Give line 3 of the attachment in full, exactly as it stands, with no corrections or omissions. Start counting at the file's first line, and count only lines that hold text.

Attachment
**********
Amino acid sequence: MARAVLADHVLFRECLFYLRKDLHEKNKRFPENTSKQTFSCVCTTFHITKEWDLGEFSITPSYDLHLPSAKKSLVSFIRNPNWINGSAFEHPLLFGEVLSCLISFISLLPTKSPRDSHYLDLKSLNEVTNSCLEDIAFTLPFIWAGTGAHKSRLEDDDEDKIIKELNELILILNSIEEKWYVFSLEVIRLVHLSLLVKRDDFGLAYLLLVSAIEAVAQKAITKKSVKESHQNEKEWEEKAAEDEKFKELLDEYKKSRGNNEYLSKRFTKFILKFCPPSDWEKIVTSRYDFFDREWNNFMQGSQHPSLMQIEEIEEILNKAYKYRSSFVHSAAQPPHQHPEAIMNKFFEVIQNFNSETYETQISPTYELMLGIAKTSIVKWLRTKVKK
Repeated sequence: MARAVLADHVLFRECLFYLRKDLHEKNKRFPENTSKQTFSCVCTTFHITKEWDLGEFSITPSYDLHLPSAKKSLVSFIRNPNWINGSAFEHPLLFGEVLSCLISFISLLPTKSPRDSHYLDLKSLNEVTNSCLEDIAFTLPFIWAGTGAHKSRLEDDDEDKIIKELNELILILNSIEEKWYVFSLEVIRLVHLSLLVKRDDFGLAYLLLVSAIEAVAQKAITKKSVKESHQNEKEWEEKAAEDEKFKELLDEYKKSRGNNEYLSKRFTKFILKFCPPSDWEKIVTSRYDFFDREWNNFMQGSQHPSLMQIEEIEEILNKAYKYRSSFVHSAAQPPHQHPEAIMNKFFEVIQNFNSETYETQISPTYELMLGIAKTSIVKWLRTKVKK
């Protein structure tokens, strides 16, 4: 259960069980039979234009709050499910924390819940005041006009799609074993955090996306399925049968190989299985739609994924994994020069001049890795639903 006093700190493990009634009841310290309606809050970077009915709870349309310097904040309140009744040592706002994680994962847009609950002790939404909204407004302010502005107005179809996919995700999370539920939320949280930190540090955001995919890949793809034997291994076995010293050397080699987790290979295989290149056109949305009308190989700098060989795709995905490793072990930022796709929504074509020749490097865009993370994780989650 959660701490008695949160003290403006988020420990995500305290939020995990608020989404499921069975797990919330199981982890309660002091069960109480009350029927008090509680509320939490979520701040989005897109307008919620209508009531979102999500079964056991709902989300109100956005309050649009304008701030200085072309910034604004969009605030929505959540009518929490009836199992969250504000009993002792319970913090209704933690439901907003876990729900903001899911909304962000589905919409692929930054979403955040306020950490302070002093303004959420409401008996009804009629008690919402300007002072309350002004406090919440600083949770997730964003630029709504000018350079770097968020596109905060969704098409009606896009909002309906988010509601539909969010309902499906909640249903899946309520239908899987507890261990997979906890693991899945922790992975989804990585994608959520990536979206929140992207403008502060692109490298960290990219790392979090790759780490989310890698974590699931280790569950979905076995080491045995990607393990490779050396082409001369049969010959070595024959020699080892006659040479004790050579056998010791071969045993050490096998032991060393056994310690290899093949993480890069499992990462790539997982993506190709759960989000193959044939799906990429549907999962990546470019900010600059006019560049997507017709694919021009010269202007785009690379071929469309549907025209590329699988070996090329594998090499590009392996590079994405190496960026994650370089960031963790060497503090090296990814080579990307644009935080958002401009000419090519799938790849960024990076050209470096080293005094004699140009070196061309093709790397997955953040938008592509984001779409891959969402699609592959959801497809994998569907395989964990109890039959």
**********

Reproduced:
């Protein structure tokens, strides 16, 4: 259960069980039979234009709050499910924390819940005041006009799609074993955090996306399925049968190989299985739609994924994994020069001049890795639903 006093700190493990009634009841310290309606809050970077009915709870349309310097904040309140009744040592706002994680994962847009609950002790939404909204407004302010502005107005179809996919995700999370539920939320949280930190540090955001995919890949793809034997291994076995010293050397080699987790290979295989290149056109949305009308190989700098060989795709995905490793072990930022796709929504074509020749490097865009993370994780989650 959660701490008695949160003290403006988020420990995500305290939020995990608020989404499921069975797990919330199981982890309660002091069960109480009350029927008090509680509320939490979520701040989005897109307008919620209508009531979102999500079964056991709902989300109100956005309050649009304008701030200085072309910034604004969009605030929505959540009518929490009836199992969250504000009993002792319970913090209704933690439901907003876990729900903001899911909304962000589905919409692929930054979403955040306020950490302070002093303004959420409401008996009804009629008690919402300007002072309350002004406090919440600083949770997730964003630029709504000018350079770097968020596109905060969704098409009606896009909002309906988010509601539909969010309902499906909640249903899946309520239908899987507890261990997979906890693991899945922790992975989804990585994608959520990536979206929140992207403008502060692109490298960290990219790392979090790759780490989310890698974590699931280790569950979905076995080491045995990607393990490779050396082409001369049969010959070595024959020699080892006659040479004790050579056998010791071969045993050490096998032991060393056994310690290899093949993480890069499992990462790539997982993506190709759960989000193959044939799906990429549907999962990546470019900010600059006019560049997507017709694919021009010269202007785009690379071929469309549907025209590329699988070996090329594998090499590009392996590079994405190496960026994650370089960031963790060497503090090296990814080579990307644009935080958002401009000419090519799938790849960024990076050209470096080293005094004699140009070196061309093709790397997955953040938008592509984001779409891959969402699609592959959801497809994998569907395989964990109890039959």